Doug Gearhart, Lake County’s pollution control officer, said the Lake County Air Quality Management District gathers information on retail gasoline sales as part of its annual permitting. That information, he noted, doesn’t include agricultural use.


From March 2008 through March 2009, there were 21.6 million gallons of gasoline sold in Lake County. The previous year, March 2007 to March 2008, there were 24 million gallons of gasoline sold locally, Gearhart said.


He said the 21.6 million mark is likely the base usage for Lake County residents.


“With all the summer wildfires our tourist traffic was very low,” he said.


Driving declines in rural areas like Lake are outpacing those seen in urban areas, according to a report by the federal Department of Transportation.


The agency noted that the United States is into its second year of a decline in mileage.


The agency reported that there were seven billion fewer miles traveled this past January than in the same month the previous year, or a 3.1-percent drop. The agency reported that this was the first “ back-to-back“ decline for January since 1981-1982.


That’s part of a much larger trend of declining mileage, which started in December of 2007, the same month, incidentally, as officials reported the US recession began.


From December 2007 through January 2009, there were 122 billion fewer vehicle miles traveled than the period of December 2006 through January 2008, the Department of Transportation reported.


More recent numbers for April show that travel on all roads and streets is estimated to be 249.5 billion vehicle miles, up by 0.6 percent, or 1.4 billion vehicle miles, over April 2008. However, cumulative travel miles for 2009 is expected to be down by 1.1 percent, or 10 billion vehicle miles. The year's cumulative estimate is 933.2 billion vehicle miles.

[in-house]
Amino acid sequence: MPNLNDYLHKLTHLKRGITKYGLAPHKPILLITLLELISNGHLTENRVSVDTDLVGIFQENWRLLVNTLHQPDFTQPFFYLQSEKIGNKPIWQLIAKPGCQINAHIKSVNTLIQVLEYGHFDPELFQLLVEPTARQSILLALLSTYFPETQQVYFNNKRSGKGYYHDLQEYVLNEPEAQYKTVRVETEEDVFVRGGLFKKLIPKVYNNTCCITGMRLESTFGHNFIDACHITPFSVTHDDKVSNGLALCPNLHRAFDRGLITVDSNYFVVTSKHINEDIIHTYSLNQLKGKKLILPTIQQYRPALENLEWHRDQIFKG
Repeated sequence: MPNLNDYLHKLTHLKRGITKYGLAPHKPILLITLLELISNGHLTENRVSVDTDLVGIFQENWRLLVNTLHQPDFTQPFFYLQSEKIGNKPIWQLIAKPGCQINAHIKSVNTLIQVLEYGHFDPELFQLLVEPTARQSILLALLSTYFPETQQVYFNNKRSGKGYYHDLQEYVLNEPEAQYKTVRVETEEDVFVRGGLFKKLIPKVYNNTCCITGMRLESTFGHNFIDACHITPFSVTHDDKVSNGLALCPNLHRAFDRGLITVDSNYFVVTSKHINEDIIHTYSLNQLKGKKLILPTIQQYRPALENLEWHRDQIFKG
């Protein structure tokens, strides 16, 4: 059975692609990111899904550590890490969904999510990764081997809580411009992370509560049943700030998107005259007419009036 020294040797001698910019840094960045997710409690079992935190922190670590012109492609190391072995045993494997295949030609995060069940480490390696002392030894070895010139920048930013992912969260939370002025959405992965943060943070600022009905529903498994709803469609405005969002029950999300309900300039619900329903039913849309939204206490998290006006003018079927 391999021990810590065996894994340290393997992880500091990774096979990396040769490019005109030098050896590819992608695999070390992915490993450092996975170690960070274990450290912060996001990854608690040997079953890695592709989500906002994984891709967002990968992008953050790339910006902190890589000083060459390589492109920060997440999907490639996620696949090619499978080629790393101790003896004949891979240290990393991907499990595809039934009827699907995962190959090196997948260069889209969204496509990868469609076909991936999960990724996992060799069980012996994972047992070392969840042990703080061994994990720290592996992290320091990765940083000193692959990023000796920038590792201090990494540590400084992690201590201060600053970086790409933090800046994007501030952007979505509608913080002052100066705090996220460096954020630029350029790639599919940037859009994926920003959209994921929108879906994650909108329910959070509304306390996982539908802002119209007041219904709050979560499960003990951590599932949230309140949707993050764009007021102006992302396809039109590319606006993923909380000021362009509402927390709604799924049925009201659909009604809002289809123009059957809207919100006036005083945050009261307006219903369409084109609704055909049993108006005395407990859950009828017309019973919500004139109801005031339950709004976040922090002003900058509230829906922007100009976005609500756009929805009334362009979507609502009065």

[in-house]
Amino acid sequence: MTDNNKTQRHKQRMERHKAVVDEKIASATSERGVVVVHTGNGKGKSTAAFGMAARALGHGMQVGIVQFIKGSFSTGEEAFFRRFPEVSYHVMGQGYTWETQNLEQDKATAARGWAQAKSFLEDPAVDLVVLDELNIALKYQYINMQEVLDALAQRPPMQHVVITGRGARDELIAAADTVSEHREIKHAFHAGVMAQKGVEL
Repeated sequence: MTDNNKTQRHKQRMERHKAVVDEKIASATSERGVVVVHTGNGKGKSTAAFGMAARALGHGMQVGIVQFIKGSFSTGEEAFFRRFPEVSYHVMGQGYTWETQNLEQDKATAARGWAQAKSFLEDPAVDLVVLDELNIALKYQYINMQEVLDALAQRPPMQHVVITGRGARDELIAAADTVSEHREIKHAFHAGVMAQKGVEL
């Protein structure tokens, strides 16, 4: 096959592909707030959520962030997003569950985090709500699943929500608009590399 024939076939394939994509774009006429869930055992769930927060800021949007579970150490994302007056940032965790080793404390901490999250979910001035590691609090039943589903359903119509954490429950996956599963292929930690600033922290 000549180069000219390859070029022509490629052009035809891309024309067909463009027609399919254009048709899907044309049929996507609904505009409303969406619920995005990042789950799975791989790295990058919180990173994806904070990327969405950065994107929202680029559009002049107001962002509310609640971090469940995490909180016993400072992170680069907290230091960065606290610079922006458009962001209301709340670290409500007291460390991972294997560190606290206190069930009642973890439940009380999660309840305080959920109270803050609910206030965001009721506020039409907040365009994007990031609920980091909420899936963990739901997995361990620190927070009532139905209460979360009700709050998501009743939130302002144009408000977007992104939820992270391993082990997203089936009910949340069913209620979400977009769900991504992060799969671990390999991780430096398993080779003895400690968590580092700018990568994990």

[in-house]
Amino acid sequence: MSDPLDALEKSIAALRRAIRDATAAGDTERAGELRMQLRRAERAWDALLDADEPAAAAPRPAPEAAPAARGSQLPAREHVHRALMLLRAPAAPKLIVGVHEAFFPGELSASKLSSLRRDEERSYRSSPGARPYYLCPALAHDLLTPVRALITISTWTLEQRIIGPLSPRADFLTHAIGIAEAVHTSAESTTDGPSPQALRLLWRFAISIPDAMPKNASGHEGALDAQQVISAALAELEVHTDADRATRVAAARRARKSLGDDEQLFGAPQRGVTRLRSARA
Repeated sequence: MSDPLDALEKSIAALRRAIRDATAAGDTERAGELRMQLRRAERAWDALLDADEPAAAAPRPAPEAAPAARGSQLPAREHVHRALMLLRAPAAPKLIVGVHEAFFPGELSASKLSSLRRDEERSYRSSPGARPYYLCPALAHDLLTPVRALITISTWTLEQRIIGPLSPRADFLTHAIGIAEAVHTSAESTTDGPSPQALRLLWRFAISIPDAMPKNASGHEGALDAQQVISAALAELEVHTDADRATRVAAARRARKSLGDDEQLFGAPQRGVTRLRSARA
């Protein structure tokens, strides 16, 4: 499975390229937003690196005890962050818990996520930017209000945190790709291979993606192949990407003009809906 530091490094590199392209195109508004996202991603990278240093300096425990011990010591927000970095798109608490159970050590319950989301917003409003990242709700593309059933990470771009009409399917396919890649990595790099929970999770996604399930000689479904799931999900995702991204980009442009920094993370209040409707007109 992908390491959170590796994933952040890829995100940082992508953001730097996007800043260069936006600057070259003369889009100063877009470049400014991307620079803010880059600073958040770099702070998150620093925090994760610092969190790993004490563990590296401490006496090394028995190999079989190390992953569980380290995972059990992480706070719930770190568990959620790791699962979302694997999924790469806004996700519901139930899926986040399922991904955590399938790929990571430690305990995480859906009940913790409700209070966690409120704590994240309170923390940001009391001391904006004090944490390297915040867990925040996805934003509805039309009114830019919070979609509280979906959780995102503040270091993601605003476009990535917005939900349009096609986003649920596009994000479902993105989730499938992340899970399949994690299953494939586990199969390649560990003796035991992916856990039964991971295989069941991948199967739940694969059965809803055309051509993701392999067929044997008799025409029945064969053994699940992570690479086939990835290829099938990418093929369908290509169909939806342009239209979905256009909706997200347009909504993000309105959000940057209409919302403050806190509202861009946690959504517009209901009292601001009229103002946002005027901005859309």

Cynthia Harris, a spokesperson for AAA of Northern California, said the trend of driving and traveling less has been going on for several years.


Harris said normally there is a 1-percent annual increase in the number of travelers. “For the last year there has been a decrease, and that’s the first time since 9/11,” she said.


The reasons, said Harris, are high gas prices and peoples’ uncertainty over the economy.


She said people are still traveling for holidays, but are going shorter distances. When they do travel, they tend to stay with friends and family or come back the same day. That means less time in hotels, and more people driving instead of flying.


In July 2008, gasoline peaked at nearly $5 a gallon, said Harris. Yet, even though gas prices have gone down, people didn’t return to their previous levels of travel.


She said it’s likely due to caution that people now have, knowing that gas prices can spike. Consumers are savvy, and have caught on to the volatility of gas prices, she said. “People are very leery of that.”


The result, she said, is that the entire spectrum of the travel industry has been affected.


E-mail Elizabeth Larson at This email address is being protected from spambots. You need JavaScript enabled to view it. .